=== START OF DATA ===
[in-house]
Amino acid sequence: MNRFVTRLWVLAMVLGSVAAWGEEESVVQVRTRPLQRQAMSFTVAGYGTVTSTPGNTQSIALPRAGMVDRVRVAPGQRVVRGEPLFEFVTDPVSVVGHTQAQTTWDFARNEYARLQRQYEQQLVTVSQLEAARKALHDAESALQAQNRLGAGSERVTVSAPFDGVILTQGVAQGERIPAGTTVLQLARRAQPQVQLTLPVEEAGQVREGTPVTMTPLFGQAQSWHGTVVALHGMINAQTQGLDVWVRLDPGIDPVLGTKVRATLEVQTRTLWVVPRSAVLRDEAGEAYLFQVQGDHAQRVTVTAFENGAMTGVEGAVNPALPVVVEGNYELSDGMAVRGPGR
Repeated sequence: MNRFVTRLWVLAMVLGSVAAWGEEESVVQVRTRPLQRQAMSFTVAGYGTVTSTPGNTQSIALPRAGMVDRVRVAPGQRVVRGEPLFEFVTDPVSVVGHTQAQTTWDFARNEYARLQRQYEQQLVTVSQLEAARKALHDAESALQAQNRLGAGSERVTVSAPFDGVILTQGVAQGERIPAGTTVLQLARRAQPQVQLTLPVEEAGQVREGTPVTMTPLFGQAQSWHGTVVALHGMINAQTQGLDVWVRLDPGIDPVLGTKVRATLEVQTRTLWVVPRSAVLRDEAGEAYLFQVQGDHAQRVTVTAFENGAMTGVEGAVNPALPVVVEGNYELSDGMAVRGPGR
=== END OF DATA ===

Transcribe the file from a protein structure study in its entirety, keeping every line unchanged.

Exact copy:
[in-house]
Amino acid sequence: MNRFVTRLWVLAMVLGSVAAWGEEESVVQVRTRPLQRQAMSFTVAGYGTVTSTPGNTQSIALPRAGMVDRVRVAPGQRVVRGEPLFEFVTDPVSVVGHTQAQTTWDFARNEYARLQRQYEQQLVTVSQLEAARKALHDAESALQAQNRLGAGSERVTVSAPFDGVILTQGVAQGERIPAGTTVLQLARRAQPQVQLTLPVEEAGQVREGTPVTMTPLFGQAQSWHGTVVALHGMINAQTQGLDVWVRLDPGIDPVLGTKVRATLEVQTRTLWVVPRSAVLRDEAGEAYLFQVQGDHAQRVTVTAFENGAMTGVEGAVNPALPVVVEGNYELSDGMAVRGPGR
Repeated sequence: MNRFVTRLWVLAMVLGSVAAWGEEESVVQVRTRPLQRQAMSFTVAGYGTVTSTPGNTQSIALPRAGMVDRVRVAPGQRVVRGEPLFEFVTDPVSVVGHTQAQTTWDFARNEYARLQRQYEQQLVTVSQLEAARKALHDAESALQAQNRLGAGSERVTVSAPFDGVILTQGVAQGERIPAGTTVLQLARRAQPQVQLTLPVEEAGQVREGTPVTMTPLFGQAQSWHGTVVALHGMINAQTQGLDVWVRLDPGIDPVLGTKVRATLEVQTRTLWVVPRSAVLRDEAGEAYLFQVQGDHAQRVTVTAFENGAMTGVEGAVNPALPVVVEGNYELSDGMAVRGPGR